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  • Writer's pictureEllen Gardner

Be pithy

There are always going to be critics, but the hardest one to silence is the one in our heads. For many years, I agonized over every word in a memo or article, dreading the inevitable criticism from my boss. That dread didn’t come out of nowhere.

Very early in my communications career, I had a demon of a boss who had formerly worked as an editor at The Toronto Star. She knew her stuff, but her personal style was more on the ruthless side. She never held back on giving feedback that was cutting and cruel. Her advice to all her reports – regardless of the fact that most of us had no idea what it meant – was to “be pithy”. I think she meant be short and compelling. My writing at the time was anything but, and on a sad day she levelled her sharpest barb – “Are you sure you want to work as a writer?”

I was crushed and realize with the wisdom of time and experience, she was probably frustrated by setting a standard few of us could live up to, and heaven knows what other pressures she was coping with.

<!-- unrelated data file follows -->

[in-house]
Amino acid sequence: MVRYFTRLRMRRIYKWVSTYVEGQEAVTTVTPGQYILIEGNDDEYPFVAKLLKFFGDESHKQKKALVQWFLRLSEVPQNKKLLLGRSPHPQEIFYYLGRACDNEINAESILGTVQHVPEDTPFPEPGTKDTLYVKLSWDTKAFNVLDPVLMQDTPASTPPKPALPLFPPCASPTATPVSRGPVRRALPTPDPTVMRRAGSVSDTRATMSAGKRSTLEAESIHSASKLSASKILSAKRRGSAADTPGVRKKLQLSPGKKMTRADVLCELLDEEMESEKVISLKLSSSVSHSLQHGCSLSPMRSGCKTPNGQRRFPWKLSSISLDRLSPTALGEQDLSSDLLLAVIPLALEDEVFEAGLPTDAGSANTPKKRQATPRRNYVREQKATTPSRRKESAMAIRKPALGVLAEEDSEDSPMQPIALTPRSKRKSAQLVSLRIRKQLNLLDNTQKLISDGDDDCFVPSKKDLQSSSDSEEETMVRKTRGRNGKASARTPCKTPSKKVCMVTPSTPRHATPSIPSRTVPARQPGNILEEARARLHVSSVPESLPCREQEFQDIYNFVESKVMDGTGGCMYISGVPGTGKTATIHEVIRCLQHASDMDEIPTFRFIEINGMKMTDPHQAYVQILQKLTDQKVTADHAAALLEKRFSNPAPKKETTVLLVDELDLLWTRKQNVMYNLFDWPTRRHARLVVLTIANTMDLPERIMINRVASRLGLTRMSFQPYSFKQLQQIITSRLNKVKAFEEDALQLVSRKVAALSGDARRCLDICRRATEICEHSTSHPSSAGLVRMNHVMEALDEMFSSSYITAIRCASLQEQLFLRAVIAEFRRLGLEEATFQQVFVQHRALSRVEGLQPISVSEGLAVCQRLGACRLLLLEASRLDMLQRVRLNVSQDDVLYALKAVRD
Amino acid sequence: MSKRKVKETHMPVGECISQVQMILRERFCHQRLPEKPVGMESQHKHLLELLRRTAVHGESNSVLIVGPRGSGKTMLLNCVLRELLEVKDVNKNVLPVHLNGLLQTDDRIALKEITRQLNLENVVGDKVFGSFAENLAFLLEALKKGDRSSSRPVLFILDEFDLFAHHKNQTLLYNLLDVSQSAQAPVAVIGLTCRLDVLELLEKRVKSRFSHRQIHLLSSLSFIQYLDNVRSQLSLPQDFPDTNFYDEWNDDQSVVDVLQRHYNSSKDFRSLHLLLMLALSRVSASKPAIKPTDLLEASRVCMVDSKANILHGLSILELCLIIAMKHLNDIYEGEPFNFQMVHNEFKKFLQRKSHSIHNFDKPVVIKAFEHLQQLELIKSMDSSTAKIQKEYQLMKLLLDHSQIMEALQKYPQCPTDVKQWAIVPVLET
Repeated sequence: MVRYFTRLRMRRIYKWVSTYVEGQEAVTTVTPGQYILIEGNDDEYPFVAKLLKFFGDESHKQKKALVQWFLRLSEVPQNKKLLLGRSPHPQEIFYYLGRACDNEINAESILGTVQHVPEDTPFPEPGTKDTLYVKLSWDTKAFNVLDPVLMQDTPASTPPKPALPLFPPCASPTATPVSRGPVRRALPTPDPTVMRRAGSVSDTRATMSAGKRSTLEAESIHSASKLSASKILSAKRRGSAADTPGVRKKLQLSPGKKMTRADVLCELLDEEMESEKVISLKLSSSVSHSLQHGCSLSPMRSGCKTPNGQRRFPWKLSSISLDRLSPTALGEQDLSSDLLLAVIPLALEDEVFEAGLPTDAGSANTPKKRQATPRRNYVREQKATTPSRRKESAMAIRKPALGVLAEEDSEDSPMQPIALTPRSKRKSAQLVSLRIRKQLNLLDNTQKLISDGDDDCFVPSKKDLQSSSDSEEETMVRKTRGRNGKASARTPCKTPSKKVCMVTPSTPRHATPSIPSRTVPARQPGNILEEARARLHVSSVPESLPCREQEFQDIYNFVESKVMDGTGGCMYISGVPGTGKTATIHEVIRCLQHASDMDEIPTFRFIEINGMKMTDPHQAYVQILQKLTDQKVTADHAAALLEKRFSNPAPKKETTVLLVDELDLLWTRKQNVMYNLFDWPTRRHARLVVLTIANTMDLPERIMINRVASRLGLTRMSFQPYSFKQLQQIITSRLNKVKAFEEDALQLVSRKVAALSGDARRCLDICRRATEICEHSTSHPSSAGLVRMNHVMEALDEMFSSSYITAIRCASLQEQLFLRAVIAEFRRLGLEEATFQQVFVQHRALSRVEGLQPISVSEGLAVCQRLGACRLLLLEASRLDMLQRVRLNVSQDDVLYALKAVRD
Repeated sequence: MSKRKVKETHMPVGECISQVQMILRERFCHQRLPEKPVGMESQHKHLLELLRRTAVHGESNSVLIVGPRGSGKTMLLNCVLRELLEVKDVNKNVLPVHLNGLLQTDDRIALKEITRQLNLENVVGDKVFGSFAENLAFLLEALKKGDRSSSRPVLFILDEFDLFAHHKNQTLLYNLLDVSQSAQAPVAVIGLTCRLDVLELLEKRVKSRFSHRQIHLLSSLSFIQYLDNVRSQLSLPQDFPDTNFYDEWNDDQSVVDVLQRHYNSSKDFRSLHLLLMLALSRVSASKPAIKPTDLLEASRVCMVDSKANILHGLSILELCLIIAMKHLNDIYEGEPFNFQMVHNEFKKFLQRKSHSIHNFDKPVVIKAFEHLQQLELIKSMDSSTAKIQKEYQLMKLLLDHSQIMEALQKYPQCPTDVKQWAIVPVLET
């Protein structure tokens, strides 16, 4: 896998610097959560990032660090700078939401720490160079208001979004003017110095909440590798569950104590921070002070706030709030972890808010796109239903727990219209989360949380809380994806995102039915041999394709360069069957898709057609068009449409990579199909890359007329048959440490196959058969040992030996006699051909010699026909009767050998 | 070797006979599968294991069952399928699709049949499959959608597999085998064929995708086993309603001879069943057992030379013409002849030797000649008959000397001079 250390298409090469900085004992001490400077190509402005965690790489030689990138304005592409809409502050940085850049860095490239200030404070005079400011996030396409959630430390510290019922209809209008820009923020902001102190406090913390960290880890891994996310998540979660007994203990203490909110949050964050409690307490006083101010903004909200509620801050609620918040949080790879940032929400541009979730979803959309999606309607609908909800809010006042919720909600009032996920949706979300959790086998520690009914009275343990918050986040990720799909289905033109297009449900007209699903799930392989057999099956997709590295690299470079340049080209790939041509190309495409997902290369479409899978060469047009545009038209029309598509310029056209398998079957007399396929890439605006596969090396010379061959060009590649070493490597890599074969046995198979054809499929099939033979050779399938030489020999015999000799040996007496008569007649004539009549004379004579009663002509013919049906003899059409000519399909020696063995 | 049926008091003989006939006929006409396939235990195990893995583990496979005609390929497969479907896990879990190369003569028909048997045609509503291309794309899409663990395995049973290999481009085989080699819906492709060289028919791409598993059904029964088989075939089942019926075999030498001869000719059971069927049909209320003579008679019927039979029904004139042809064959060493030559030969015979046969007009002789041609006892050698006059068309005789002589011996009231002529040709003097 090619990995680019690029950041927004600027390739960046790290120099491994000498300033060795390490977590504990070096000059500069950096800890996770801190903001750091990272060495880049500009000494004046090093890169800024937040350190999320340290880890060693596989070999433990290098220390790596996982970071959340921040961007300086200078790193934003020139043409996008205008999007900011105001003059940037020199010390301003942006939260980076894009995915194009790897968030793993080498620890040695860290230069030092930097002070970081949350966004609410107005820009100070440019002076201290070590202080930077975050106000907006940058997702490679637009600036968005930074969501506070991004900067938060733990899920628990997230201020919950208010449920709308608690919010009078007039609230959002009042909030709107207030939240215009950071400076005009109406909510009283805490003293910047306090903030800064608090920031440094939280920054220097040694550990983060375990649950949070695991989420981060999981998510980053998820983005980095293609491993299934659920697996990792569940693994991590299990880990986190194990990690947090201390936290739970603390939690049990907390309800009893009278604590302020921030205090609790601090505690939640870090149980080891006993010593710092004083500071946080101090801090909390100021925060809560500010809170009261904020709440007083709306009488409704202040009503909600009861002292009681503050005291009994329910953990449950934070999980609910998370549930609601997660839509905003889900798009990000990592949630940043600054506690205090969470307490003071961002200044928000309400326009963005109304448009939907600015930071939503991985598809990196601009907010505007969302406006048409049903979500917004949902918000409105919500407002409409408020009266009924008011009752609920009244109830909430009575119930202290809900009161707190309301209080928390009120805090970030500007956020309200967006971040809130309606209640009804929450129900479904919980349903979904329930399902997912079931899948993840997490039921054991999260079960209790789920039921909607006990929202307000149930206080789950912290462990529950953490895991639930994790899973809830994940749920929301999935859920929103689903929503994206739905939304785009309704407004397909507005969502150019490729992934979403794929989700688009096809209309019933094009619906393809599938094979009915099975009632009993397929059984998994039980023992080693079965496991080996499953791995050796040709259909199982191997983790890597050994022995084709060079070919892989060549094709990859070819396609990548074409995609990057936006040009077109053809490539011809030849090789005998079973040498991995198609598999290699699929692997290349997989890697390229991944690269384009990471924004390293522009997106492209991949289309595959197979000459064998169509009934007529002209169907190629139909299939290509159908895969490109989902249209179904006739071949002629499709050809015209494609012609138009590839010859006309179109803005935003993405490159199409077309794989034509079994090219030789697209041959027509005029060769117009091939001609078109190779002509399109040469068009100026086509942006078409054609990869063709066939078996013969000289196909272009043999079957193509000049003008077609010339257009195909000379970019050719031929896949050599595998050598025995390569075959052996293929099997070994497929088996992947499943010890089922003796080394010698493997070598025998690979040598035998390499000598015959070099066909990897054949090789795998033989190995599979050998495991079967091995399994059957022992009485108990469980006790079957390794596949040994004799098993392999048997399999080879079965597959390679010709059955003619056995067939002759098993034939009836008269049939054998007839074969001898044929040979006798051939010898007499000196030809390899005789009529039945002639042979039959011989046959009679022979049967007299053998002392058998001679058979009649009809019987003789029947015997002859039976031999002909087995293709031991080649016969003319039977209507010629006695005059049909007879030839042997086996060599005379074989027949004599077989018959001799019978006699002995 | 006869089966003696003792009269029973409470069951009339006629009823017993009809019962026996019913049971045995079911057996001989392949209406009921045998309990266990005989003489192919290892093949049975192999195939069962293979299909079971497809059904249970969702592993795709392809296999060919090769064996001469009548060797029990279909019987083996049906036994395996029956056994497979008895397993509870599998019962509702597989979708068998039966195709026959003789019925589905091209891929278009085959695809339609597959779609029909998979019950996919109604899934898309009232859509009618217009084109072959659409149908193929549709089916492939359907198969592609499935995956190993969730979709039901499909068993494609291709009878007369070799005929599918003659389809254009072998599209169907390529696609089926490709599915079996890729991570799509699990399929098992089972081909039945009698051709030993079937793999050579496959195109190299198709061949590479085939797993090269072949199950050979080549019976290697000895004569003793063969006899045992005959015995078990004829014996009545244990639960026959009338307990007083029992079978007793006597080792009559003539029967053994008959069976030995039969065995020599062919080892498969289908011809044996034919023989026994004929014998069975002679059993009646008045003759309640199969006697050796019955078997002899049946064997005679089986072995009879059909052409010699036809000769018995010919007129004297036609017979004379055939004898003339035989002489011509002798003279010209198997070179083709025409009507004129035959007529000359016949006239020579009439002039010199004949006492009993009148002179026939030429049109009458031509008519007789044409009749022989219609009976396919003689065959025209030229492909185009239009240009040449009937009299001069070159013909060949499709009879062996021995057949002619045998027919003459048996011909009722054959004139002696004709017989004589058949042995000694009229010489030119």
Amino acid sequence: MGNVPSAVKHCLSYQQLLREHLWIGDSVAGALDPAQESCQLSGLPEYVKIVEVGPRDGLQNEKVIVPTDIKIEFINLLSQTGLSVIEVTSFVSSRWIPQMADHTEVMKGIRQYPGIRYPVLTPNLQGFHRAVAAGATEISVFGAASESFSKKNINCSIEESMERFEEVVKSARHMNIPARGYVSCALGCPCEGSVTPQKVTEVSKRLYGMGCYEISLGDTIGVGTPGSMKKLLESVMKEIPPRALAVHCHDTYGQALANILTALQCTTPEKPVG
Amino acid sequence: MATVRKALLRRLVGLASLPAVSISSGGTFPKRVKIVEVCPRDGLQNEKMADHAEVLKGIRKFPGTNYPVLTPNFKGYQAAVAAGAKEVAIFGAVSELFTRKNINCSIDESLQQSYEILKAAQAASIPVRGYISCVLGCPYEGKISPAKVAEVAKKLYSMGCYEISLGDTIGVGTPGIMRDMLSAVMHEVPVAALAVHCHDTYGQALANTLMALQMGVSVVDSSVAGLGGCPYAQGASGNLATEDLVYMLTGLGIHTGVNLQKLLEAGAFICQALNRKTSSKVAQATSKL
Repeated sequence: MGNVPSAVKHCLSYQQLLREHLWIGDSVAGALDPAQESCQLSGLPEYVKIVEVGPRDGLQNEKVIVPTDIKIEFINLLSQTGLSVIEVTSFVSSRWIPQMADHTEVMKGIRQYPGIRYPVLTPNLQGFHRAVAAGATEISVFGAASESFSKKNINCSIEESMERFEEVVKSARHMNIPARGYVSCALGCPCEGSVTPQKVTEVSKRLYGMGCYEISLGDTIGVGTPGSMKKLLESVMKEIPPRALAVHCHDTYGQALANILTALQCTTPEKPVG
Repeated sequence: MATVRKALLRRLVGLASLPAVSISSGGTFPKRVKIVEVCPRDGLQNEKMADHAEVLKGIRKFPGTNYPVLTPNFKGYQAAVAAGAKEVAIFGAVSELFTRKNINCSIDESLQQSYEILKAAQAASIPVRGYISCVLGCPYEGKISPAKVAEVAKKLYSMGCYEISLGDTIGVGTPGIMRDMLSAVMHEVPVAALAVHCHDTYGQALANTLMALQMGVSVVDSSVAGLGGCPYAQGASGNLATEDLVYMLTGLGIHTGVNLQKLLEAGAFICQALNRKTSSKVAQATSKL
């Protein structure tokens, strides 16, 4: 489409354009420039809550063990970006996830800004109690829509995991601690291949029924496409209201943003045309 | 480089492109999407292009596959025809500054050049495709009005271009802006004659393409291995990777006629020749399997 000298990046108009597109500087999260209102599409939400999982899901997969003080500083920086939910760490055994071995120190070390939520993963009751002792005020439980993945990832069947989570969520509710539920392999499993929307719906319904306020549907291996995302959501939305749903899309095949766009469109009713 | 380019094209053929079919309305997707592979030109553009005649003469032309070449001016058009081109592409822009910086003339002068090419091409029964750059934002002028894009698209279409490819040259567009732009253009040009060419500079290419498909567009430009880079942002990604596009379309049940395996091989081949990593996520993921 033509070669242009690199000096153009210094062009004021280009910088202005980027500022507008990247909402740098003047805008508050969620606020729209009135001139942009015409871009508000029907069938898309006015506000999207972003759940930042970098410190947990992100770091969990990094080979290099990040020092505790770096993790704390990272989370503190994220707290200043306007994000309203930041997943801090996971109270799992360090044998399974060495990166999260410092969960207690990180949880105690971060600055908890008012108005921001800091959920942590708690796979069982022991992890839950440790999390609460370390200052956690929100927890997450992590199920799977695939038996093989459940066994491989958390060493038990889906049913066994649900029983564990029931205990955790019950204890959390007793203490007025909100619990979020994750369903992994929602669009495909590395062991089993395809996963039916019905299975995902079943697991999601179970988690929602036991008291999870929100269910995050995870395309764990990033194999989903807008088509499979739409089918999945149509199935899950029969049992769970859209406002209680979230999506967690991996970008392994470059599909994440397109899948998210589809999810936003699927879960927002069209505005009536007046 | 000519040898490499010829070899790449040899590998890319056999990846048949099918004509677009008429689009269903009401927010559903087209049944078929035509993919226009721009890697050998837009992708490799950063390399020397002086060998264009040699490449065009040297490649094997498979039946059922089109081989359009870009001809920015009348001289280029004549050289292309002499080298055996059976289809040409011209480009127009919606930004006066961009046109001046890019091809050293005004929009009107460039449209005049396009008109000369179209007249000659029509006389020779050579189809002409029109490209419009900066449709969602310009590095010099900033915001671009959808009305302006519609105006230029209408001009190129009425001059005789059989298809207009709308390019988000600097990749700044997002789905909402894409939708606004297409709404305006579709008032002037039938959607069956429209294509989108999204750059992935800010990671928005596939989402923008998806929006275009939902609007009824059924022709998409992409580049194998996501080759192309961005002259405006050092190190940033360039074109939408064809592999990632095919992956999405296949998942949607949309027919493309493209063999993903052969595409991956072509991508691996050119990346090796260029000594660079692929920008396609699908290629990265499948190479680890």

Criticism has its place and I wholeheartedly encourage writers to seek out feedback. In a recent small business coaching session, I put my website under the microscope and although there was criticism, it was productive and meaningful.

When you are criticized, my advice is to keep it in perspective, learn from it and never let it paralyze you. Hopefully it’s delivered in the kindest way possible but even when it’s not, there’s always something we can learn. The first step is to get out of your own head and just keep writing.



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